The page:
Last summer (2008) I had the pleasure of working at Light Industry, an alternative film/video/performance space in Sunset Park, Brooklyn that has since gotten quite a bit of positive press. One of the first shows I attended was Peggy Ahwesh's curated program Tuning a Deaf Ear, a selection of vintage films out of '70s/'80s Pittsburgh. We saw such oddities as filmed meetings of the Pittsburgh 16mm club, Nosferatu performed in sign language by deaf children in silent super-8, and some George Romero docu about a sunburned wrestler played through two projectors simultaneously. Some films were "better" than others, but quality wasn't really the point. It was a collection of rarities, a window into the dingy world of Pittsburgh 25 years ago and the way certain inhabitants mediated their relationship to a culturally underwhelming locale. But by far the most fascinating was the 40-minute Debt Begins at 20 (Stephanie Beroes, 1980), a quasi-fictional documentary about Pittsburgh's lively post-punk scene. Made up of b&w concert footage shot in basements, ironic interviews with fans, and a goofy love story between two punks, the film features absolutely fantastic music by The Shakes, Hans Brinker and The Dykes, and The Cardboards. Not only is this film sorely in need of reappraisal, but someone should really issue a soundtrack, as The Cardboards were the only band to my knowledge to ever record in the studio, and only one 5-song 12" at that. Hearing the lead singer (Sesame Spinelli?) of The Dykes scream "I'M BORED, BORED, BORED" as the refrain to one of their songs is absolutely unforgettable, as is the classic feminist anthem "Give Me Hysterectomy"--right now the only way to hear these gems is to catch the film at one of its rare public screenings, or rent it from the distributor yourself.The Cardboards - Electrical Generator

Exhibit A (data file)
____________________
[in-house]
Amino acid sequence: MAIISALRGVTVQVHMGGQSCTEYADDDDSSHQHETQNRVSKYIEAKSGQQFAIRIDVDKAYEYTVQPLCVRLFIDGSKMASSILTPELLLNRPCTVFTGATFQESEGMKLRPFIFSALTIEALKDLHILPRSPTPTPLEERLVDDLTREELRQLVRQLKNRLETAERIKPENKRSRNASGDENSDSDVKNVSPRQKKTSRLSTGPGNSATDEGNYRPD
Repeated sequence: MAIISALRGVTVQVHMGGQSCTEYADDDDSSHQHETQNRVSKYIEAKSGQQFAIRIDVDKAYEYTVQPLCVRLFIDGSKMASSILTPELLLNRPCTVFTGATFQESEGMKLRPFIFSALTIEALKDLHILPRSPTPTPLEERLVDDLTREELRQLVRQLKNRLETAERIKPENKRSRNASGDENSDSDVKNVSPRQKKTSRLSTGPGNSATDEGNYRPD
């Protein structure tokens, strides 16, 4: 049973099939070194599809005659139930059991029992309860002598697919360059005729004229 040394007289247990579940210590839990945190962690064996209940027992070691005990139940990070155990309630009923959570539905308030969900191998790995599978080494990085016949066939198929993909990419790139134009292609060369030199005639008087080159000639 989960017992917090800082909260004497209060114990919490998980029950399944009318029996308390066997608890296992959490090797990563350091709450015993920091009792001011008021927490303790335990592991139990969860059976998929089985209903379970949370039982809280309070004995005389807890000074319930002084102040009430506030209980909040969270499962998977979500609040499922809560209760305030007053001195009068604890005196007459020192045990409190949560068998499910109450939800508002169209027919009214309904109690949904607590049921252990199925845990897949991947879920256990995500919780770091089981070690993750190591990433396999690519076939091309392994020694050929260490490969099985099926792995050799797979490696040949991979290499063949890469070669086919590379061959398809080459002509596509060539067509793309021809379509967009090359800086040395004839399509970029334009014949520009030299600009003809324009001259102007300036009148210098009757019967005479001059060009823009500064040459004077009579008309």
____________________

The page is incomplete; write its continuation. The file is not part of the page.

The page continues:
Full album of Cardboards mp3s below the jump...
Boredom is perhaps the chief word here. The Cardboards' drummer, and ostensible star of the film, calls himself "Bill Bored", and indeed functions as the billboard for every disaffected youth in Pittsburgh c. 1980, of which there are legion. Making music, taking on fake names and crafting outrageous futuristic yarns is simply one of the most effective ways to alleviate tedium. The aforementioned EP, humorously titled Greatest Hits, Vol. 2 (Mom's Records, 1981), is a masterpiece of the idiom, and is excellently described by Kevin Smith over at Perfect Sound Forever. There is little I can add to his comments that would not be mere florid exaggeration, so I'll let his article speak for itself. The band was composed of members Max Haste, Bill Bored, Ron Solo, and someone simply known as "Ivan" (later replaced by a Marie Alexander). Their music is mainly played on an array of synthesizers and a drumset, though the film' songs feature some fun saxophone by Keith Teeth. I've never lived in Pittsburgh and I don't own this record, so I'll leave others to sort out biographical details, though the Myspace page gives a pretty thorough group history.
"Whereas Kraftwerk luxuriated in the perfect melding of the man-machine, the Cardboards seemed overanxious to get to that time which they knew might never arrive," writes Smith. I wholeheartedly agree, but I think there's an even simpler way to state the paradigm. Kraftwerk were serious, and the Cardboards weren't. They were playing at futurism, miming the rhetoric of the German forerunners, whereas Kraftwerk really believed all that shit about the studio-laboratory and the "pure sound"/origin of music. The Cardboards weren't Menschenmaschine who ignored the audience when they went on stage, but performed with spastic gusto in order to break up the monotony of everyday life. Nobody would ever say of them, like Lester Bangs did of Kraftwerk, "Still, it was somehow comforting to know that they did, apparently, sleep."
Here, in its entirety is The Cardboards' Greatest Hits, Vol. 2: